Finally, the squatters move out, the 90s are coming, greed is good and they long for the lifestyles they see each month in The Face.
Shared meals and badges with slogans and lentils seem a little sad, a little embarrassing and so,the house is left again.
The university almost forgets that it owns the house and the garden begins to move indoors and the wood on the window frames and the once sturdy front door begins to warp and crack.
Every couple of years, a resident writes to the university demanding that something is done about this eye sore and there are rumours that the house has been bought to be redeveloped or that it will be demolished or that a long lost relative of the almost forgotten Mr Harrison has been found and intends to move his or her family into the house.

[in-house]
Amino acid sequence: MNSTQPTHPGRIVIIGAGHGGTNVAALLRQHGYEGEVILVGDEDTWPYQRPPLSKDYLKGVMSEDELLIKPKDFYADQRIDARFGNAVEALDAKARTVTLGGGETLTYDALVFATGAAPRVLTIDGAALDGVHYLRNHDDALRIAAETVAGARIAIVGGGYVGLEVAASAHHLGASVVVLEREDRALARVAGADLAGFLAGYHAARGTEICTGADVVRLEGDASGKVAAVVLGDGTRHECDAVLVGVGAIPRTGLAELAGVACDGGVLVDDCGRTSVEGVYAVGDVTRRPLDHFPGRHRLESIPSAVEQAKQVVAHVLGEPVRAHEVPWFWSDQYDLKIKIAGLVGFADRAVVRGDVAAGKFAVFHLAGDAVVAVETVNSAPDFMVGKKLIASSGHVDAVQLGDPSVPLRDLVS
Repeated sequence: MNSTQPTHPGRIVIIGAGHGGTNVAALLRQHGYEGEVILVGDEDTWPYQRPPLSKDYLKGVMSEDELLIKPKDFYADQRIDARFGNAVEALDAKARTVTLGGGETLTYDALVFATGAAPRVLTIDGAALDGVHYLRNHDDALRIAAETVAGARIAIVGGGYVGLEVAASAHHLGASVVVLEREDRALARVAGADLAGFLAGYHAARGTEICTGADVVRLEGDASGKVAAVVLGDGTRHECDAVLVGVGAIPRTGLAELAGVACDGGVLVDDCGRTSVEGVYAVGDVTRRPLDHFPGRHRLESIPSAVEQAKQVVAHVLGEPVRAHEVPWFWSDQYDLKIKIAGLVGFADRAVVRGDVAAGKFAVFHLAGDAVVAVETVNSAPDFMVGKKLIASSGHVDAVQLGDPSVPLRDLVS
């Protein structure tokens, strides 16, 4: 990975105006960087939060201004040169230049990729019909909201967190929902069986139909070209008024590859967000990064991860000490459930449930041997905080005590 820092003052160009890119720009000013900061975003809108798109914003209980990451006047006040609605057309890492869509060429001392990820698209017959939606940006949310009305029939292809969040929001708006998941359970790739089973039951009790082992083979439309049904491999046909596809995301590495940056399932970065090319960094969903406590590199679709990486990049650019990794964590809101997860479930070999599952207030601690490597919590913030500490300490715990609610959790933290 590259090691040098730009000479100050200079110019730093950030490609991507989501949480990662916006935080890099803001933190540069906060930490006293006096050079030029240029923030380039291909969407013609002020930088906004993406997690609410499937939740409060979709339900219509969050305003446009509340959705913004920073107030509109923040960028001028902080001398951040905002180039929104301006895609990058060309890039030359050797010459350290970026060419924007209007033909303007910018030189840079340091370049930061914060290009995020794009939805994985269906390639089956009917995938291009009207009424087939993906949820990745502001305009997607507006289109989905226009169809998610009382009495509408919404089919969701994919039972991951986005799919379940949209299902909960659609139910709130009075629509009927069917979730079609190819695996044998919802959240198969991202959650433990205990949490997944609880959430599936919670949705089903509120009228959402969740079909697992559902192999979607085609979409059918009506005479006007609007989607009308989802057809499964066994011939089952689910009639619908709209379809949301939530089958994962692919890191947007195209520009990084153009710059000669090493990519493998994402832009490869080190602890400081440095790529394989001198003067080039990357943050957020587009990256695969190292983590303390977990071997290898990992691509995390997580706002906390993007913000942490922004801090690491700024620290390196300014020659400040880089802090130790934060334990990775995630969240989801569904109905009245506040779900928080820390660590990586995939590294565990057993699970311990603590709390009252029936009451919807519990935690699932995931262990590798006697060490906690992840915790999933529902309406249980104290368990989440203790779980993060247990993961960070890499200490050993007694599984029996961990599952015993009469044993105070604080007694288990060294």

But today, it’s raining and the wind is blustery, making the remaining glass in the Windows rattle.
The cats have long colonised the house. They particularly enjoy it on days like today, when they fill the rooms.
Some seek isolation, staring out of windows at passerbys,others take part in desultory mouse hunts and others yet curl up together, sharing body heat and mutual grooming.
A large black and white boy cat is snoozing, he has eaten his own science diet dry kibble, finished off a bowl of tesco value chicken flavour meat and scrounged half a sausage from a teenager eating his breakfast on the way to the bus stop.
The cat is full now, he lies on his back, occasionally licking the fur on his belly.
He has chosen his spot carefully, out of the wind, close to a hole in the wall where he is sure that the remaining mice have hidden.
The floor is padded with books left by the squatters and the last of the cultural studies lecturers.
The cat has found a good thick one, still in pristine condition, no sign of any wear and tear. It makes a perfect cushion.
The cat, whose family have called him Snuff, but whose real name is quite,quite different and much harder to pronounce, taps the front cover with his paw
“ Of grammertology “ Jacques Derrida.
The cat wonders if it’s any good.